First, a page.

Splitting an overwintered hive: How to do it

May 26, 2018 1 Comment

Splitting an overwintered hive: How to do it

This is the second of two blogs on why, how and when to split your overwintered hive. We’re also finishing up an instructional video that will help illustrate the method.


1)      Close to the hive area, get your equipment ready. You will need to get your smoker working, have clean frames and boxes ready to go, your metal hive-handling tool, pollen patties and a pail feeder.


2)      Smoke your bees – use cool smoke before you open the hive.  Allow the bees two to five minutes to go and fill their stomachs with honey.  Prep other equipment while you wait. Russian bees particularly need smoke. Don’t use the smoker like a weapon.  Consistently smoke your bees each time you inspect.


3)      Remove the lid, vent box and any feeder pail.  Don’t take off the inner cover yet..  Split the two brood boxes from the back and lift.  Smoke the space. The bees will move away from the smoke.  Lift the top box and set down in a lid.  This stops the queen getting away.


4)      Lightly smoke the bees down in the lower brood box now exposed.


5)      Pull frames away from each other before lifting out of the box. Remove the first frame, which should contain honey and pollen stores, and set in a frame holder.  


6)      Inspect each frame in the box and look for the queen. She is slightly lighter in colour, and moves more slowly and purposefully than other bees.  You must be able to locate the queen for the split to be successful.


8)      Set capped brood in another box set on a bottom board facing away from the parent hive.  Leave open brood and eggs behind. (Hint: the queen is likely on a frame where bees are just hatching)  Leave frames with open brood and eggs in the parent hive.


9)      Next take off the inner cover of the top box.  Lightly smoke.


10)   Remove the first frame, this will be honey and pollen stores.  Set in the box with the capped brood. Honey goes on the outside then pollen then bees.


11)   Once you have found the queen set her aside in a queen clip.


12)   Put capped brood in the new box and shake bees off three frames of open brood and eggs in to the new hive with the brood frames.


13)   Set open brood and eggs back in the parent hive.


14)   Evenly distribute honey and pollen stores between hives.


15)   Each box must have 10 frames. Your split should have 4 - 6 frames of capped brood with stores and 4 honey and pollen frames.


16)   Put an inner cover and lid on the new split.  Add a feeder and pollen supplement is you need.


17)   Put pollen supplement on top of the 10 frames in the bottom box of the parent hive.


18)   Add a new deep box to the parent and add 10 (preferably drawn comb) frames.  Add an inner cover, feeder and vent box with lid.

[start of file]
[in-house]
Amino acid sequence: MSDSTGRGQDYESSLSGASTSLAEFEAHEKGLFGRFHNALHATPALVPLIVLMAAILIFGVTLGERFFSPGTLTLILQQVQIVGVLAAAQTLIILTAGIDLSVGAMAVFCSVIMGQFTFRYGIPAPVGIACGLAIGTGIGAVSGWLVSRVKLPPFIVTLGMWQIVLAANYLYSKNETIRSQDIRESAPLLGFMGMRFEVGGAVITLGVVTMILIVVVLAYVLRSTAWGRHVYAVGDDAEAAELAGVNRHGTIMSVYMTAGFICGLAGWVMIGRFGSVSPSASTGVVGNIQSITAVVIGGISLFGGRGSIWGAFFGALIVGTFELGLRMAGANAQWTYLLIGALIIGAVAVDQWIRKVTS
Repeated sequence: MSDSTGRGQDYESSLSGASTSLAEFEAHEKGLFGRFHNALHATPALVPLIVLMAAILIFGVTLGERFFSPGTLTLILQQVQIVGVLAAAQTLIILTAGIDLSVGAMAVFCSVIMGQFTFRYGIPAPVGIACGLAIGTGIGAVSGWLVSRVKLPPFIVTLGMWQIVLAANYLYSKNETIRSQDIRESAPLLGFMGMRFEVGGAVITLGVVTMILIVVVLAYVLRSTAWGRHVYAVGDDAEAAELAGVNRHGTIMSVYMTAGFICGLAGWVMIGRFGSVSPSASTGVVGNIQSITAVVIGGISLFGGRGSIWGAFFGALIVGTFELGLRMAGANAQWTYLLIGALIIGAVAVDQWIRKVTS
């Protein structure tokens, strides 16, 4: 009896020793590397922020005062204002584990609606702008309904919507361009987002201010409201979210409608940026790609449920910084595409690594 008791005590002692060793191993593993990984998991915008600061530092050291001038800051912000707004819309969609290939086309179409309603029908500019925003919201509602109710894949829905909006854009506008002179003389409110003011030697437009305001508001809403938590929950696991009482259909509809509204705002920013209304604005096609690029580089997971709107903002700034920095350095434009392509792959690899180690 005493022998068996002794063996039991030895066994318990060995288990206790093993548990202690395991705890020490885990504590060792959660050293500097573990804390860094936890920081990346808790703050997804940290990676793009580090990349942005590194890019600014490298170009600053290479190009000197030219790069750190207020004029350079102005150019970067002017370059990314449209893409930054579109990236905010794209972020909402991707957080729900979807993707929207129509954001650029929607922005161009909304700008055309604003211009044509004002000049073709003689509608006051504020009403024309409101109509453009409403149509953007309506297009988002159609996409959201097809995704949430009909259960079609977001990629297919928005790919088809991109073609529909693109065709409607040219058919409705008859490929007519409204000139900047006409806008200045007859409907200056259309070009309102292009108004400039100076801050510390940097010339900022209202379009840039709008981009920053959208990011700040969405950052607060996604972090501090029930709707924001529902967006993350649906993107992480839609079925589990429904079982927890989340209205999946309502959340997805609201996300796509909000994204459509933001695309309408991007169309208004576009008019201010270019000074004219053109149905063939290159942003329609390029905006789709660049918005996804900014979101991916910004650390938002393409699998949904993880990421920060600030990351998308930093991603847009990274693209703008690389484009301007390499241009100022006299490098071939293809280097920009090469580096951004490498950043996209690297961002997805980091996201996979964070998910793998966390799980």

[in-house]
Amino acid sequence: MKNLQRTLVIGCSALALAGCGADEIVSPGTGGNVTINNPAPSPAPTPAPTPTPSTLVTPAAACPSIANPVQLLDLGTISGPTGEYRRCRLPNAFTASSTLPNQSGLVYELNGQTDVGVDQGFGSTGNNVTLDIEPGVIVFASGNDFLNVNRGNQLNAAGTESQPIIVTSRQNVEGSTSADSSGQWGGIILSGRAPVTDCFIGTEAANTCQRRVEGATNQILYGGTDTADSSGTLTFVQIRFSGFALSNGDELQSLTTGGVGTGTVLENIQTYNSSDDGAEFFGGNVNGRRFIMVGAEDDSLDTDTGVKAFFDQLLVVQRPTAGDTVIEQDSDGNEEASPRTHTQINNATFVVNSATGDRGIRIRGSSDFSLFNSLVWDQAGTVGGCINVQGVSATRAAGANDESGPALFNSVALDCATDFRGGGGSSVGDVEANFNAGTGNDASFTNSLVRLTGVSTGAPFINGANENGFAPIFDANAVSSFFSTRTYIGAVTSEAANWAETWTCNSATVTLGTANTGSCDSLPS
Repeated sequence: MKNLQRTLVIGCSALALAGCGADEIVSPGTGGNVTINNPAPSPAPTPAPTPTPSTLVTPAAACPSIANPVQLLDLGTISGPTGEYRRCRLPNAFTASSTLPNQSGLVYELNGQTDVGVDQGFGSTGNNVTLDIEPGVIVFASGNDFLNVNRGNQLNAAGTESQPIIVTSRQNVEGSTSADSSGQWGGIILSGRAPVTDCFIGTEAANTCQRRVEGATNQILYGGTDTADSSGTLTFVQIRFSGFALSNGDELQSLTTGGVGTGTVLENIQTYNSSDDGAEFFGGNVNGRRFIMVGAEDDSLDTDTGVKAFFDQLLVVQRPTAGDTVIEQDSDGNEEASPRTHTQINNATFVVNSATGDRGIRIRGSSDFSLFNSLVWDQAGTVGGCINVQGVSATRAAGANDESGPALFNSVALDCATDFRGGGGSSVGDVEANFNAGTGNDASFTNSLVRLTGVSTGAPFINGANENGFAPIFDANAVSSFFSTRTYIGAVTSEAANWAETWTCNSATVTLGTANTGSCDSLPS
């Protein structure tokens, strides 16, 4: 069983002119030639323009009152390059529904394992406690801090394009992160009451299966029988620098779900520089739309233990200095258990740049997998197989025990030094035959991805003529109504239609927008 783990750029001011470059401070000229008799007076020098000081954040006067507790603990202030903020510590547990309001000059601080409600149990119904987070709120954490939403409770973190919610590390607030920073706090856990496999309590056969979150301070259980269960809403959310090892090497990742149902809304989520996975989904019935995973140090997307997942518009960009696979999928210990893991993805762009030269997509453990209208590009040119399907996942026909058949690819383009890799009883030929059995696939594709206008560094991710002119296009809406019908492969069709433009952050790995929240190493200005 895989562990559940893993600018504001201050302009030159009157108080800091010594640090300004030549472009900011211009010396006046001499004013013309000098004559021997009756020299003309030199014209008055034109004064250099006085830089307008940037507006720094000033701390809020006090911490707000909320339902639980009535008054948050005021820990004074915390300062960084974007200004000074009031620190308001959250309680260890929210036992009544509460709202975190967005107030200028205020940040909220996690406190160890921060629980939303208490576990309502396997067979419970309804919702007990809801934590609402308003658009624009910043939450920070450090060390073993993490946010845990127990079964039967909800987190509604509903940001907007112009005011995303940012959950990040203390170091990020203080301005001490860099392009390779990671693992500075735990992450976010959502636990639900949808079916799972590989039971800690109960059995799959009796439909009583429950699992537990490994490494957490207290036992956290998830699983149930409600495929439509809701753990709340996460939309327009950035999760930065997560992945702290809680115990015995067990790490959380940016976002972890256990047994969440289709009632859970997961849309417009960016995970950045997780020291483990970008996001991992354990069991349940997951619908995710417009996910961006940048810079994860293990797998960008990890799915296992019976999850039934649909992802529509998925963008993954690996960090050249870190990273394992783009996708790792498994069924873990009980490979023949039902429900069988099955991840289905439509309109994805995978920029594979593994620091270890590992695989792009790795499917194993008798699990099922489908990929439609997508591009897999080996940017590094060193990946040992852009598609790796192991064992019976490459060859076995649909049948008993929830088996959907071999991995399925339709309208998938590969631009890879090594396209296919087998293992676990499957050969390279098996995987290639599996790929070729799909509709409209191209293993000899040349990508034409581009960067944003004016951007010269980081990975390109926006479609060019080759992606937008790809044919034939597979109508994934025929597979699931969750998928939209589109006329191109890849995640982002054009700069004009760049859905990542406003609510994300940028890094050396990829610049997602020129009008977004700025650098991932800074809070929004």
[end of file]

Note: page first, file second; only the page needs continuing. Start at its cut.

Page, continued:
19)   Clear up equipment and extinguish your smoker.


20)   In 24 hours add a new queen in a cage to the new hive. Suspend the queen in the middle of the cluster for 48 hours.  Then release the queen into the mass of bees or use slow-release candy.


21)   Here’s how to mark the queen: Dab a spot of colour on her back, using the correct colour for the current year. You can do this free hand or use a marking tube.  Keep her in a container until the colour dries, so that other bees do not clean it off her.


22)   After releasing the queen, add a new deep box on top of the hive and add 10 (preferably drawn comb) frames.  Add the inner cover, feeder and vent box with lid.


23)   You now have two hives ready for the addition of honey boxes towards the end of June.



If you need support or supplies for successful beekeeping in Western Canada, check HiveWorld.ca. And we welcome your questions and comments on this blog. We’re Alberta-based. We know the country, and we know bees.




1 Response

Megan Russell
Megan Russell

April 15, 2019

Hi there,
How would you go about having the bees raise their own queen instead of introducing a new one? My colony that overwintered is really strong and I would like to keep that trait/genetics.

Thanks!

Leave a comment


Also in Education

Mid-May hive management
Mid-May hive management

May 17, 2019

Latest Hiveworld.ca videos show how and why to give package bees the extra care they usually need, explain the importance of splitting your hive to avoid swarms and increase honey production, and discuss monitoring for varroa mites. .

Continue Reading

My package bees are a bust: what now?
My package bees are a bust: what now?

May 06, 2019 2 Comments

I bought my package bees from a retailer that doesn't offer follow-up education and support. Now they';re dying and I need to know what to do!

Continue Reading

Hive checks - queen and brood condition
Hive checks - queen and brood condition

May 03, 2019

Check hive now for brood and queen condition, to manage any issues and swarm signals that may become evident.

Continue Reading